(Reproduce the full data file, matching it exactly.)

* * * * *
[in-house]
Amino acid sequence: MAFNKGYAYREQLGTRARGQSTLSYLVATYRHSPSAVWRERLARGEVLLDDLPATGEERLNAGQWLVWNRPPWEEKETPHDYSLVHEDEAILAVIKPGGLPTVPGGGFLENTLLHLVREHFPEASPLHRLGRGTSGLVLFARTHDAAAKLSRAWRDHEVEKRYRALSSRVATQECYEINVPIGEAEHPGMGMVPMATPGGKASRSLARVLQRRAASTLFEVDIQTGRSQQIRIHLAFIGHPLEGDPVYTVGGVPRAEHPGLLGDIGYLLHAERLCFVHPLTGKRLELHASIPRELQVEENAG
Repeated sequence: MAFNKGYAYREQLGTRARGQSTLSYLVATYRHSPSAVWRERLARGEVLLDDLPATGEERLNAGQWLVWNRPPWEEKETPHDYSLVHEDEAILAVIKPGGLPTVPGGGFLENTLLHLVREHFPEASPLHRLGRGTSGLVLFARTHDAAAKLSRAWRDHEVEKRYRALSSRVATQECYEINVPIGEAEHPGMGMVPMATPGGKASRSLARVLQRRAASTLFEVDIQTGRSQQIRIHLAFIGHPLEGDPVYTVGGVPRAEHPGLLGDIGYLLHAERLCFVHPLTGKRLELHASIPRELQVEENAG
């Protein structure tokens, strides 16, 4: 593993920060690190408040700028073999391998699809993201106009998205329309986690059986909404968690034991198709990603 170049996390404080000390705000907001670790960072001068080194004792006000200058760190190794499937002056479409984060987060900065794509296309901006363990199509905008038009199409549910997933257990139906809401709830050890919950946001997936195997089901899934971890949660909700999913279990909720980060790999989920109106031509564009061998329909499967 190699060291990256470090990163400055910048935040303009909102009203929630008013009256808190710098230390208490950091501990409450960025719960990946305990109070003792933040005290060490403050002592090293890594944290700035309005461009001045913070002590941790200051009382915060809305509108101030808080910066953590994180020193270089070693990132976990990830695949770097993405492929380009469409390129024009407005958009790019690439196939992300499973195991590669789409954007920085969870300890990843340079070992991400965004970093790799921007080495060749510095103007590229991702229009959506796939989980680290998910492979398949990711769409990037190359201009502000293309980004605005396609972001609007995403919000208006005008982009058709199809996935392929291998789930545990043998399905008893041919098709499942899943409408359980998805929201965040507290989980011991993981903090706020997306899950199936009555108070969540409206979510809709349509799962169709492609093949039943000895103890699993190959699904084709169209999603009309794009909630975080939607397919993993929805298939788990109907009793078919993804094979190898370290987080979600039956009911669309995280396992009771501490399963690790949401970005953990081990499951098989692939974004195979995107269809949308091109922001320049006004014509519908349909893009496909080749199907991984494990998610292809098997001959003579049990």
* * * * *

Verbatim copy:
[in-house]
Amino acid sequence: MAFNKGYAYREQLGTRARGQSTLSYLVATYRHSPSAVWRERLARGEVLLDDLPATGEERLNAGQWLVWNRPPWEEKETPHDYSLVHEDEAILAVIKPGGLPTVPGGGFLENTLLHLVREHFPEASPLHRLGRGTSGLVLFARTHDAAAKLSRAWRDHEVEKRYRALSSRVATQECYEINVPIGEAEHPGMGMVPMATPGGKASRSLARVLQRRAASTLFEVDIQTGRSQQIRIHLAFIGHPLEGDPVYTVGGVPRAEHPGLLGDIGYLLHAERLCFVHPLTGKRLELHASIPRELQVEENAG
Repeated sequence: MAFNKGYAYREQLGTRARGQSTLSYLVATYRHSPSAVWRERLARGEVLLDDLPATGEERLNAGQWLVWNRPPWEEKETPHDYSLVHEDEAILAVIKPGGLPTVPGGGFLENTLLHLVREHFPEASPLHRLGRGTSGLVLFARTHDAAAKLSRAWRDHEVEKRYRALSSRVATQECYEINVPIGEAEHPGMGMVPMATPGGKASRSLARVLQRRAASTLFEVDIQTGRSQQIRIHLAFIGHPLEGDPVYTVGGVPRAEHPGLLGDIGYLLHAERLCFVHPLTGKRLELHASIPRELQVEENAG
């Protein structure tokens, strides 16, 4: 593993920060690190408040700028073999391998699809993201106009998205329309986690059986909404968690034991198709990603 170049996390404080000390705000907001670790960072001068080194004792006000200058760190190794499937002056479409984060987060900065794509296309901006363990199509905008038009199409549910997933257990139906809401709830050890919950946001997936195997089901899934971890949660909700999913279990909720980060790999989920109106031509564009061998329909499967 190699060291990256470090990163400055910048935040303009909102009203929630008013009256808190710098230390208490950091501990409450960025719960990946305990109070003792933040005290060490403050002592090293890594944290700035309005461009001045913070002590941790200051009382915060809305509108101030808080910066953590994180020193270089070693990132976990990830695949770097993405492929380009469409390129024009407005958009790019690439196939992300499973195991590669789409954007920085969870300890990843340079070992991400965004970093790799921007080495060749510095103007590229991702229009959506796939989980680290998910492979398949990711769409990037190359201009502000293309980004605005396609972001609007995403919000208006005008982009058709199809996935392929291998789930545990043998399905008893041919098709499942899943409408359980998805929201965040507290989980011991993981903090706020997306899950199936009555108070969540409206979510809709349509799962169709492609093949039943000895103890699993190959699904084709169209999603009309794009909630975080939607397919993993929805298939788990109907009793078919993804094979190898370290987080979600039956009911669309995280396992009771501490399963690790949401970005953990081990499951098989692939974004195979995107269809949308091109922001320049006004014509519908349909893009496909080749199907991984494990998610292809098997001959003579049990």